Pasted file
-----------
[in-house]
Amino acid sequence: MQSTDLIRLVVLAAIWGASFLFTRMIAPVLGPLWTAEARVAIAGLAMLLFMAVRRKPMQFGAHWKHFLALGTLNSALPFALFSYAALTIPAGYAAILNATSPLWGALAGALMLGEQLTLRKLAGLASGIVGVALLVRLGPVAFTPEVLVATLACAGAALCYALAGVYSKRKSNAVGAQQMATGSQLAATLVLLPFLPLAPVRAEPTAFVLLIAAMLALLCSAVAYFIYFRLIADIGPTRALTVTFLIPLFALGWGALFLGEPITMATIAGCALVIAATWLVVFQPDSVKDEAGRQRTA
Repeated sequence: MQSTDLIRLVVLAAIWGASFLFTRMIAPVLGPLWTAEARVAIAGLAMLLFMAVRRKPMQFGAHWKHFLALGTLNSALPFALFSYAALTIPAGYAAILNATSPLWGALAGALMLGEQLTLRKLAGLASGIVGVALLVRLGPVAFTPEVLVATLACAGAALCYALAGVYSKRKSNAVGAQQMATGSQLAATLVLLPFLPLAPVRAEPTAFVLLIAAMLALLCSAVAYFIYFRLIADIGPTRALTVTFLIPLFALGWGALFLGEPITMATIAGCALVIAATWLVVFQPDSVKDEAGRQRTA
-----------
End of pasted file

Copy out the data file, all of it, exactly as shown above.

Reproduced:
[in-house]
Amino acid sequence: MQSTDLIRLVVLAAIWGASFLFTRMIAPVLGPLWTAEARVAIAGLAMLLFMAVRRKPMQFGAHWKHFLALGTLNSALPFALFSYAALTIPAGYAAILNATSPLWGALAGALMLGEQLTLRKLAGLASGIVGVALLVRLGPVAFTPEVLVATLACAGAALCYALAGVYSKRKSNAVGAQQMATGSQLAATLVLLPFLPLAPVRAEPTAFVLLIAAMLALLCSAVAYFIYFRLIADIGPTRALTVTFLIPLFALGWGALFLGEPITMATIAGCALVIAATWLVVFQPDSVKDEAGRQRTA
Repeated sequence: MQSTDLIRLVVLAAIWGASFLFTRMIAPVLGPLWTAEARVAIAGLAMLLFMAVRRKPMQFGAHWKHFLALGTLNSALPFALFSYAALTIPAGYAAILNATSPLWGALAGALMLGEQLTLRKLAGLASGIVGVALLVRLGPVAFTPEVLVATLACAGAALCYALAGVYSKRKSNAVGAQQMATGSQLAATLVLLPFLPLAPVRAEPTAFVLLIAAMLALLCSAVAYFIYFRLIADIGPTRALTVTFLIPLFALGWGALFLGEPITMATIAGCALVIAATWLVVFQPDSVKDEAGRQRTA